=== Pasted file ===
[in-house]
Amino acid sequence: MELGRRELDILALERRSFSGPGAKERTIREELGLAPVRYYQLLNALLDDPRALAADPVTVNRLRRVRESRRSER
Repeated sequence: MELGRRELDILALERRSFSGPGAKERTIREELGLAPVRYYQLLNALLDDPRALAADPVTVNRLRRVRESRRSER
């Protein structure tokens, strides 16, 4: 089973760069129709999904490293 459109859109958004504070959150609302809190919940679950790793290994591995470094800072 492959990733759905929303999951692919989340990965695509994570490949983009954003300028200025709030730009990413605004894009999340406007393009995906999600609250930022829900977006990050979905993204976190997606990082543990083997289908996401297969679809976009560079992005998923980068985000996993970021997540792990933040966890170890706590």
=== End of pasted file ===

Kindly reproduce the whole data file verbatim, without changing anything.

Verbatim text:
[in-house]
Amino acid sequence: MELGRRELDILALERRSFSGPGAKERTIREELGLAPVRYYQLLNALLDDPRALAADPVTVNRLRRVRESRRSER
Repeated sequence: MELGRRELDILALERRSFSGPGAKERTIREELGLAPVRYYQLLNALLDDPRALAADPVTVNRLRRVRESRRSER
């Protein structure tokens, strides 16, 4: 089973760069129709999904490293 459109859109958004504070959150609302809190919940679950790793290994591995470094800072 492959990733759905929303999951692919989340990965695509994570490949983009954003300028200025709030730009990413605004894009999340406007393009995906999600609250930022829900977006990050979905993204976190997606990082543990083997289908996401297969679809976009560079992005998923980068985000996993970021997540792990933040966890170890706590």